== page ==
As we pulled into the Bowallers’ driveway past the “No Trespassing” sign hanging from their battered mailbox, I noticed green bottle flies buzzing around a chicken carcass at the edge of their yard. Jarvis Bowaller squinted as us from the trailer’s doorway. Rolls of flesh rippled over his waistline as if momentarily suspended before dripping onto his dusty work boots. He raised his Ryder cap in a greeting. A tuft of hair sprouted from a globe of waxen flesh melted over a dead cigar.
“Your boys up?” Sloat hollered.
“Nope, those shitbags are still stinkin’ up the bedroom,” Jarvis chortled. He cast a pensive gaze at the clouds above. “Why, sweet Lord, did you have to give me twins?” He shook his head, raised a can of Black Label. “Interest you boys in a beer?”
“That’s a big 10-4,” Sloat replied. “Nothing like sippin’ suds to get the day started.”
Jarvis ducked inside and returned with a carton of beers. He cocked his head to one side. “I sure do appreciate the company, but is there something else I can do for you fellers?” he asked.
“I’m looking for a radiator that’ll cool my van’s V-8 engine,” Landon said, opening a beer.
Jarvis relit his cigar. His movements were quite fluid given that he was missing the index and middle fingers of his favored hand. Several decades ago, on his 20th birthday, he had been sitting in the back of his daddy’s pickup with the stock of his loaded shotgun resting on the bed. He had done right by pointing the barrels in the air, but had made the mistake of wrapping both fingers over them. When the truck hit a pothole, both rounds went off, sending his most expressive digits back to their Creator. “If he still had those fingers, maybe he’d talk less,” Sloat once said.
“Take whatever you want,” Jarvis offered, gesturing for us to follow him out back where a pile of burned out cars littered three acres of packed dirt. My eyes settled on a Ford Fairmont perforated with bullet holes—ventilation that would’ve made Sloat’s junker more comfortable.
“Don’t Fairmonts have V-8 engines?” I asked.
Jarvis nodded towards the car. “Ain’t nothin’ under that hood but angry wasps,” he said.
Clenching his cigar between his teeth, he struck another match and tried to resuscitate it. Half a dozen attempts failed with each discarded match landing in roughly the same spot, next to a tarp covering what appeared to be a load of firewood. We were so captivated by his persistence that we failed to notice the petrochemical stench that filled the air. It wasn’t till I turned to swat a horsefly that I saw smoke billowing from beneath the tarp.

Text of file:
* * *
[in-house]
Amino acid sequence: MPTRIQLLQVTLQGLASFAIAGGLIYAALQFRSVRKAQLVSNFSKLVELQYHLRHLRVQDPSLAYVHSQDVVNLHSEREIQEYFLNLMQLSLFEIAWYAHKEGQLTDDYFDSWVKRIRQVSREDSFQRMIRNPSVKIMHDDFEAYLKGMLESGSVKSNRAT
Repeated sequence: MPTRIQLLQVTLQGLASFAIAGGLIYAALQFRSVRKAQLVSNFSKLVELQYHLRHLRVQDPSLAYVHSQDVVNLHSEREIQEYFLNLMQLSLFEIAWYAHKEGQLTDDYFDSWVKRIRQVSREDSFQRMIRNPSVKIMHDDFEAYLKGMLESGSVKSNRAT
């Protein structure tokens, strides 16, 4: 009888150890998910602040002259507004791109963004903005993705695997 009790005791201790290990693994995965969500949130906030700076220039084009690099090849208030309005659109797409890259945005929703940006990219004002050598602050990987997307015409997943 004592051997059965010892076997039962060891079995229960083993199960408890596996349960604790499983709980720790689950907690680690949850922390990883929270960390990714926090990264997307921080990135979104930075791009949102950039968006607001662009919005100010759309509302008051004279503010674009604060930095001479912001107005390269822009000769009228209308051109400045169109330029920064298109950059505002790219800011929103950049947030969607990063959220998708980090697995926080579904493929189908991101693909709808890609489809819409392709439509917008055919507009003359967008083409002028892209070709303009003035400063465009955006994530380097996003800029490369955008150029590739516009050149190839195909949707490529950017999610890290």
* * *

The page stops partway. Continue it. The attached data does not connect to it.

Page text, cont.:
The explosion caused everyone to jump, except Jarvis, who didn’t seem surprised.
“Maybe that’ll get those diddle-dicks out of bed,” he said. A smaller blast followed. Crimson flames flickered from beneath the blue plastic, melting it onto whatever was underneath, which sure as hell wasn’t firewood.
“You mean to tell me that the only goddamn V-8 we have around here just blew up?” Jarvis yelled.
The Bowaller boys just nodded. Nobody ever referred to them by their first names because no one could tell them apart. Their bellies were the exact same size, and they both cut the toes out of their work boots on Easter Sunday, then wrapped them over with duct tape when the winter frost first appeared. They were even missing the same goddamn teeth.
“Just how the hell are we gonna help Brother Sloat?” Jarvis continued. “I don’t need to remind you two that Sloat Tatum is family, and goddammit, you do whatever you can for family.”
I couldn’t look at Landon. I gazed downward, but somehow caught sight of his bobbing Adam’s apple, which got me so tickled I damn near sprayed him with a mouthful of beer.
At this point, Landon couldn’t have cared less about the radiator because he had come away with something far more valuable—a firsthand account of Jarvis Bowaller rising to the occasion and helping his dear relative Sloat Tatum.
In fact, Landon was so elated that he settled for a V-6 radiator, even if it meant driving no more than 30 miles per hour to avoid overheating the engine—because if that engine ever seized up, Landon would have yet another opportunity to remind his buddy Sloat about his close links with the Bowaller family. And in our neck of the woods, that sort of thing was priceless.
There ain’t nothing more important than family.